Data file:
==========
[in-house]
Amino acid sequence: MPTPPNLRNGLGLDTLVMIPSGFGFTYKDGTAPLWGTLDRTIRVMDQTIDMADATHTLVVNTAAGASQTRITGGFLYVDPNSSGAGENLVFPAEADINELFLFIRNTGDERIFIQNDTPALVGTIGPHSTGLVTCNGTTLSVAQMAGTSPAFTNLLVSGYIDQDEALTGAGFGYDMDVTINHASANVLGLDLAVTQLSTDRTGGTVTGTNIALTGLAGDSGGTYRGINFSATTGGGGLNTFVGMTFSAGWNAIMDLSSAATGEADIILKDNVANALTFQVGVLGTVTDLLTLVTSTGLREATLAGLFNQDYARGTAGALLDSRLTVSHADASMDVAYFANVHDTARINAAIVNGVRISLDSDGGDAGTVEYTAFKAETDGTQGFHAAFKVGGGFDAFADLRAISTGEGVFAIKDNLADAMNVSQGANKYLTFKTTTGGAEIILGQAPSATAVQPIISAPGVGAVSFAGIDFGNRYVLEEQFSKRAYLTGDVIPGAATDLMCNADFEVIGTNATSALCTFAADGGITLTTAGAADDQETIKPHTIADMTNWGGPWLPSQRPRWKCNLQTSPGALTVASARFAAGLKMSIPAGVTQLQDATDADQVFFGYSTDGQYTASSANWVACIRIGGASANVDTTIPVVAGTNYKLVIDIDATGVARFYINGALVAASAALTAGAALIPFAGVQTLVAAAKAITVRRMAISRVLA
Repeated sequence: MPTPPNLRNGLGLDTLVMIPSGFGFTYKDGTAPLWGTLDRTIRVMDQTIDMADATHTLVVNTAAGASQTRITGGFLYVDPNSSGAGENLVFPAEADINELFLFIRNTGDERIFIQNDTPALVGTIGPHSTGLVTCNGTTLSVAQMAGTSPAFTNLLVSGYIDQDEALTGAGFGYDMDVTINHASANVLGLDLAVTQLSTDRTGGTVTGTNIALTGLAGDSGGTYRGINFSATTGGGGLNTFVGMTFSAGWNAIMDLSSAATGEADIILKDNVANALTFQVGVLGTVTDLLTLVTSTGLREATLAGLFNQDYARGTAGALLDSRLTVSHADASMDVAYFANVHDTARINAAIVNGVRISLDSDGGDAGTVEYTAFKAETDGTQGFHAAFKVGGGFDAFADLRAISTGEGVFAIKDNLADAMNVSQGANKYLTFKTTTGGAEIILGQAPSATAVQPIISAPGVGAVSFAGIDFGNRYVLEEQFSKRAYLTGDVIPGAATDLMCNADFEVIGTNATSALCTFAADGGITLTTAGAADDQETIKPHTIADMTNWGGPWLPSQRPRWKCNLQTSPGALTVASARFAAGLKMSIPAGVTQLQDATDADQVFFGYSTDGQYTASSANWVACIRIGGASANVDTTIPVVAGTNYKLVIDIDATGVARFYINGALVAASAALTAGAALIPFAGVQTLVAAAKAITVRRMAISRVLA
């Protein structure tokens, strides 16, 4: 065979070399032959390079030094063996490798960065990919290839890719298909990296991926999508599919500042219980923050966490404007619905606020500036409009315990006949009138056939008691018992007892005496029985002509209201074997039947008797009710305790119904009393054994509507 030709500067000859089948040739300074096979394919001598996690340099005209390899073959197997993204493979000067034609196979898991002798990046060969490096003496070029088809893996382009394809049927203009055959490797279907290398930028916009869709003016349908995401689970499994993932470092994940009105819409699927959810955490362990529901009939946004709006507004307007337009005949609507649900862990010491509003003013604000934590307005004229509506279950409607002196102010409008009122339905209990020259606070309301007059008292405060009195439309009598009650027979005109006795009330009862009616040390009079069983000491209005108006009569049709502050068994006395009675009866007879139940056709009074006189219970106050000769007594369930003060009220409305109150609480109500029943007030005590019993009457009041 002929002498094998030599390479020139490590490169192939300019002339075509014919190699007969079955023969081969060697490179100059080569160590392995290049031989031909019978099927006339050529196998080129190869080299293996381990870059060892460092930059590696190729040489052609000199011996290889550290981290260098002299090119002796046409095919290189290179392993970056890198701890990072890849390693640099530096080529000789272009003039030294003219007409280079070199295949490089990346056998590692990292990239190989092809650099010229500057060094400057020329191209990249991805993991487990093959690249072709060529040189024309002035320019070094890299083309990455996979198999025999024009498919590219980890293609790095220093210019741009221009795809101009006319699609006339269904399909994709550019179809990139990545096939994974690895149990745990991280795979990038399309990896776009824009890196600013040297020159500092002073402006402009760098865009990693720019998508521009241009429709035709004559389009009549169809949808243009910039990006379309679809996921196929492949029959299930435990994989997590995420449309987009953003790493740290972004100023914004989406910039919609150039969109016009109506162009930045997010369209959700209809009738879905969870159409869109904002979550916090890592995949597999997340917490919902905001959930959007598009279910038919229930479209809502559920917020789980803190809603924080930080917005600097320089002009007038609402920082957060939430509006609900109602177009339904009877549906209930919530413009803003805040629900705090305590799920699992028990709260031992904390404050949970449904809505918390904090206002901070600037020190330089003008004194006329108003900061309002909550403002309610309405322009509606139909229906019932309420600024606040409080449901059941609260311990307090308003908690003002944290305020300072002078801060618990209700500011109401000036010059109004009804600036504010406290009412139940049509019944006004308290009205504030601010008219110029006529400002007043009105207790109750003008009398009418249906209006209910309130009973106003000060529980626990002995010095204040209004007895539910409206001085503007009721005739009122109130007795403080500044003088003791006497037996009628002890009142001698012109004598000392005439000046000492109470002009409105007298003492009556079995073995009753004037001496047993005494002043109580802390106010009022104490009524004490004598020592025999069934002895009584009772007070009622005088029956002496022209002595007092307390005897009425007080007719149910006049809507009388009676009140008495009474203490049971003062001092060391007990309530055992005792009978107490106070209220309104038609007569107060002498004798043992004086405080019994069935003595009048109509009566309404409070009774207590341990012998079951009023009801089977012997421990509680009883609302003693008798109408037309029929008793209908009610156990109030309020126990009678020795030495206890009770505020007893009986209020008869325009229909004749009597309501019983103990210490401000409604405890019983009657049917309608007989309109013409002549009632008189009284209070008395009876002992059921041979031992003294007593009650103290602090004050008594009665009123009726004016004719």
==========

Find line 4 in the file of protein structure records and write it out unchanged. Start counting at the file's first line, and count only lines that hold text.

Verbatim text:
């Protein structure tokens, strides 16, 4: 065979070399032959390079030094063996490798960065990919290839890719298909990296991926999508599919500042219980923050966490404007619905606020500036409009315990006949009138056939008691018992007892005496029985002509209201074997039947008797009710305790119904009393054994509507 030709500067000859089948040739300074096979394919001598996690340099005209390899073959197997993204493979000067034609196979898991002798990046060969490096003496070029088809893996382009394809049927203009055959490797279907290398930028916009869709003016349908995401689970499994993932470092994940009105819409699927959810955490362990529901009939946004709006507004307007337009005949609507649900862990010491509003003013604000934590307005004229509506279950409607002196102010409008009122339905209990020259606070309301007059008292405060009195439309009598009650027979005109006795009330009862009616040390009079069983000491209005108006009569049709502050068994006395009675009866007879139940056709009074006189219970106050000769007594369930003060009220409305109150609480109500029943007030005590019993009457009041 002929002498094998030599390479020139490590490169192939300019002339075509014919190699007969079955023969081969060697490179100059080569160590392995290049031989031909019978099927006339050529196998080129190869080299293996381990870059060892460092930059590696190729040489052609000199011996290889550290981290260098002299090119002796046409095919290189290179392993970056890198701890990072890849390693640099530096080529000789272009003039030294003219007409280079070199295949490089990346056998590692990292990239190989092809650099010229500057060094400057020329191209990249991805993991487990093959690249072709060529040189024309002035320019070094890299083309990455996979198999025999024009498919590219980890293609790095220093210019741009221009795809101009006319699609006339269904399909994709550019179809990139990545096939994974690895149990745990991280795979990038399309990896776009824009890196600013040297020159500092002073402006402009760098865009990693720019998508521009241009429709035709004559389009009549169809949808243009910039990006379309679809996921196929492949029959299930435990994989997590995420449309987009953003790493740290972004100023914004989406910039919609150039969109016009109506162009930045997010369209959700209809009738879905969870159409869109904002979550916090890592995949597999997340917490919902905001959930959007598009279910038919229930479209809502559920917020789980803190809603924080930080917005600097320089002009007038609402920082957060939430509006609900109602177009339904009877549906209930919530413009803003805040629900705090305590799920699992028990709260031992904390404050949970449904809505918390904090206002901070600037020190330089003008004194006329108003900061309002909550403002309610309405322009509606139909229906019932309420600024606040409080449901059941609260311990307090308003908690003002944290305020300072002078801060618990209700500011109401000036010059109004009804600036504010406290009412139940049509019944006004308290009205504030601010008219110029006529400002007043009105207790109750003008009398009418249906209006209910309130009973106003000060529980626990002995010095204040209004007895539910409206001085503007009721005739009122109130007795403080500044003088003791006497037996009628002890009142001698012109004598000392005439000046000492109470002009409105007298003492009556079995073995009753004037001496047993005494002043109580802390106010009022104490009524004490004598020592025999069934002895009584009772007070009622005088029956002496022209002595007092307390005897009425007080007719149910006049809507009388009676009140008495009474203490049971003062001092060391007990309530055992005792009978107490106070209220309104038609007569107060002498004798043992004086405080019994069935003595009048109509009566309404409070009774207590341990012998079951009023009801089977012997421990509680009883609302003693008798109408037309029929008793209908009610156990109030309020126990009678020795030495206890009770505020007893009986209020008869325009229909004749009597309501019983103990210490401000409604405890019983009657049917309608007989309109013409002549009632008189009284209070008395009876002992059921041979031992003294007593009650103290602090004050008594009665009123009726004016004719």